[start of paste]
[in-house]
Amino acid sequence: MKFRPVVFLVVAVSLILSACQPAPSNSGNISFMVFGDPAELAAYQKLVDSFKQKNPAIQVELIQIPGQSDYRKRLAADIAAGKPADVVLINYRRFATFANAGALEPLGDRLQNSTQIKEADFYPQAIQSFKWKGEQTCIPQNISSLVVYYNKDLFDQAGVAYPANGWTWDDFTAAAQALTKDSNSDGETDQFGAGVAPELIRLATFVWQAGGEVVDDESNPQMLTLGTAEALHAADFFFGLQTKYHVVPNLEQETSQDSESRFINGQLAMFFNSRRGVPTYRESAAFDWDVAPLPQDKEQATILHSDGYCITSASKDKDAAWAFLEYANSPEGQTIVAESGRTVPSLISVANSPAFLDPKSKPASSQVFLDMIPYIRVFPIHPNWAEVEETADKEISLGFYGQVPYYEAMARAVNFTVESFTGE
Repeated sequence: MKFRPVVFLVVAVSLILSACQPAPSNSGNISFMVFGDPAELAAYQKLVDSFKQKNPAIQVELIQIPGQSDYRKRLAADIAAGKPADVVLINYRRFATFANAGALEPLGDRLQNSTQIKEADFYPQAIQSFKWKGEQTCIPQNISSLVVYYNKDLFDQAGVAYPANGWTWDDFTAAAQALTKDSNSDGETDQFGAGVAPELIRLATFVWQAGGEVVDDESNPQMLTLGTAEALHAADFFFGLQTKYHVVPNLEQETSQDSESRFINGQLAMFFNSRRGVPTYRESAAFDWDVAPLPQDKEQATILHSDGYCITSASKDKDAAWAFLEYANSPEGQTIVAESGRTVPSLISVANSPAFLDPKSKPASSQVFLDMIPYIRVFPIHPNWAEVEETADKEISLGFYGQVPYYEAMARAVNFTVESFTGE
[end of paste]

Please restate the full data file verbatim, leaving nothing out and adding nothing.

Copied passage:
[in-house]
Amino acid sequence: MKFRPVVFLVVAVSLILSACQPAPSNSGNISFMVFGDPAELAAYQKLVDSFKQKNPAIQVELIQIPGQSDYRKRLAADIAAGKPADVVLINYRRFATFANAGALEPLGDRLQNSTQIKEADFYPQAIQSFKWKGEQTCIPQNISSLVVYYNKDLFDQAGVAYPANGWTWDDFTAAAQALTKDSNSDGETDQFGAGVAPELIRLATFVWQAGGEVVDDESNPQMLTLGTAEALHAADFFFGLQTKYHVVPNLEQETSQDSESRFINGQLAMFFNSRRGVPTYRESAAFDWDVAPLPQDKEQATILHSDGYCITSASKDKDAAWAFLEYANSPEGQTIVAESGRTVPSLISVANSPAFLDPKSKPASSQVFLDMIPYIRVFPIHPNWAEVEETADKEISLGFYGQVPYYEAMARAVNFTVESFTGE
Repeated sequence: MKFRPVVFLVVAVSLILSACQPAPSNSGNISFMVFGDPAELAAYQKLVDSFKQKNPAIQVELIQIPGQSDYRKRLAADIAAGKPADVVLINYRRFATFANAGALEPLGDRLQNSTQIKEADFYPQAIQSFKWKGEQTCIPQNISSLVVYYNKDLFDQAGVAYPANGWTWDDFTAAAQALTKDSNSDGETDQFGAGVAPELIRLATFVWQAGGEVVDDESNPQMLTLGTAEALHAADFFFGLQTKYHVVPNLEQETSQDSESRFINGQLAMFFNSRRGVPTYRESAAFDWDVAPLPQDKEQATILHSDGYCITSASKDKDAAWAFLEYANSPEGQTIVAESGRTVPSLISVANSPAFLDPKSKPASSQVFLDMIPYIRVFPIHPNWAEVEETADKEISLGFYGQVPYYEAMARAVNFTVESFTGE